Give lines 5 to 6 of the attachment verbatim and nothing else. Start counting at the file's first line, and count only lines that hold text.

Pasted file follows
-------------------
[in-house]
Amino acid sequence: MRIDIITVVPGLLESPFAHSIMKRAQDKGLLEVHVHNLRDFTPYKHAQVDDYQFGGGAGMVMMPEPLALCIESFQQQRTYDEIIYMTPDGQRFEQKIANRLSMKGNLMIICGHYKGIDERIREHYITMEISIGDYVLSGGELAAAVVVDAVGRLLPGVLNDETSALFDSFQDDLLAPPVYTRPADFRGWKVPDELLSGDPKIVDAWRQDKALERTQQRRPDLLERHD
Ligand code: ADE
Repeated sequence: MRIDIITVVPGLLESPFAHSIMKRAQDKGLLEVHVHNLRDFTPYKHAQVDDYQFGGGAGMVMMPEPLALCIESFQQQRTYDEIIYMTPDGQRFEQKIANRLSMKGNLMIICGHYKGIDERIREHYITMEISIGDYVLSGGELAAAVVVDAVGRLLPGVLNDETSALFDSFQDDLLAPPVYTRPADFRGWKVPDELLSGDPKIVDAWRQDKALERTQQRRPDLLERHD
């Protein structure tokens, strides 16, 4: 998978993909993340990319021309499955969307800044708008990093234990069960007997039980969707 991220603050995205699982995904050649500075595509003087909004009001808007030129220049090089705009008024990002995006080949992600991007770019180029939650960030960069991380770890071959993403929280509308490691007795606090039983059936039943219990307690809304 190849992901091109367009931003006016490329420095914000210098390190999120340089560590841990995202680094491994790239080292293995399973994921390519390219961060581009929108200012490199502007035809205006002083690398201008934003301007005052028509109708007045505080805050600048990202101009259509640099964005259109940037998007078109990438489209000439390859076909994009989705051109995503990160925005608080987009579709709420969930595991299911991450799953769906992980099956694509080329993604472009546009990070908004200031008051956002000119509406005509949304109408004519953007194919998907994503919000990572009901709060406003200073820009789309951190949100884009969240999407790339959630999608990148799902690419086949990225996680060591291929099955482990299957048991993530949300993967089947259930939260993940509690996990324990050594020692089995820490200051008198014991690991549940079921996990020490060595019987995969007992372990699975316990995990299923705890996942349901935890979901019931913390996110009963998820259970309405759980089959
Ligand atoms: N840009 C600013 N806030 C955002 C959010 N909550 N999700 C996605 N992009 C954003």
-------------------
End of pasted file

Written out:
């Protein structure tokens, strides 16, 4: 998978993909993340990319021309499955969307800044708008990093234990069960007997039980969707 991220603050995205699982995904050649500075595509003087909004009001808007030129220049090089705009008024990002995006080949992600991007770019180029939650960030960069991380770890071959993403929280509308490691007795606090039983059936039943219990307690809304 190849992901091109367009931003006016490329420095914000210098390190999120340089560590841990995202680094491994790239080292293995399973994921390519390219961060581009929108200012490199502007035809205006002083690398201008934003301007005052028509109708007045505080805050600048990202101009259509640099964005259109940037998007078109990438489209000439390859076909994009989705051109995503990160925005608080987009579709709420969930595991299911991450799953769906992980099956694509080329993604472009546009990070908004200031008051956002000119509406005509949304109408004519953007194919998907994503919000990572009901709060406003200073820009789309951190949100884009969240999407790339959630999608990148799902690419086949990225996680060591291929099955482990299957048991993530949300993967089947259930939260993940509690996990324990050594020692089995820490200051008198014991690991549940079921996990020490060595019987995969007992372990699975316990995990299923705890996942349901935890979901019931913390996110009963998820259970309405759980089959
Ligand atoms: N840009 C600013 N806030 C955002 C959010 N909550 N999700 C996605 N992009 C954003």